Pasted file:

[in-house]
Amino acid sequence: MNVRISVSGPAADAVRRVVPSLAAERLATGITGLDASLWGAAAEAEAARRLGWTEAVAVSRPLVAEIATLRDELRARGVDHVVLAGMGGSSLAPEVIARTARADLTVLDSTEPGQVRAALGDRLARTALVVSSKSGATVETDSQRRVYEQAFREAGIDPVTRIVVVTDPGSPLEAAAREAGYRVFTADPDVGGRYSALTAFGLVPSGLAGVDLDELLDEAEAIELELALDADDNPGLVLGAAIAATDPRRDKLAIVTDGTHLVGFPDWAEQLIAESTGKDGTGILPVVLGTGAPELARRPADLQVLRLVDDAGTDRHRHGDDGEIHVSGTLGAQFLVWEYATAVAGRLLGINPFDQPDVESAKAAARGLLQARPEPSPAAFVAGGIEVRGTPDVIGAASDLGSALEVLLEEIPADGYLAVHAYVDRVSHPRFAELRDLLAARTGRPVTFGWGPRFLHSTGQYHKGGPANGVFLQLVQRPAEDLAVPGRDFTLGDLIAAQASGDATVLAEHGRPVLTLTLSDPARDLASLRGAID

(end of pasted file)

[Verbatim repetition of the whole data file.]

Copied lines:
[in-house]
Amino acid sequence: MNVRISVSGPAADAVRRVVPSLAAERLATGITGLDASLWGAAAEAEAARRLGWTEAVAVSRPLVAEIATLRDELRARGVDHVVLAGMGGSSLAPEVIARTARADLTVLDSTEPGQVRAALGDRLARTALVVSSKSGATVETDSQRRVYEQAFREAGIDPVTRIVVVTDPGSPLEAAAREAGYRVFTADPDVGGRYSALTAFGLVPSGLAGVDLDELLDEAEAIELELALDADDNPGLVLGAAIAATDPRRDKLAIVTDGTHLVGFPDWAEQLIAESTGKDGTGILPVVLGTGAPELARRPADLQVLRLVDDAGTDRHRHGDDGEIHVSGTLGAQFLVWEYATAVAGRLLGINPFDQPDVESAKAAARGLLQARPEPSPAAFVAGGIEVRGTPDVIGAASDLGSALEVLLEEIPADGYLAVHAYVDRVSHPRFAELRDLLAARTGRPVTFGWGPRFLHSTGQYHKGGPANGVFLQLVQRPAEDLAVPGRDFTLGDLIAAQASGDATVLAEHGRPVLTLTLSDPARDLASLRGAID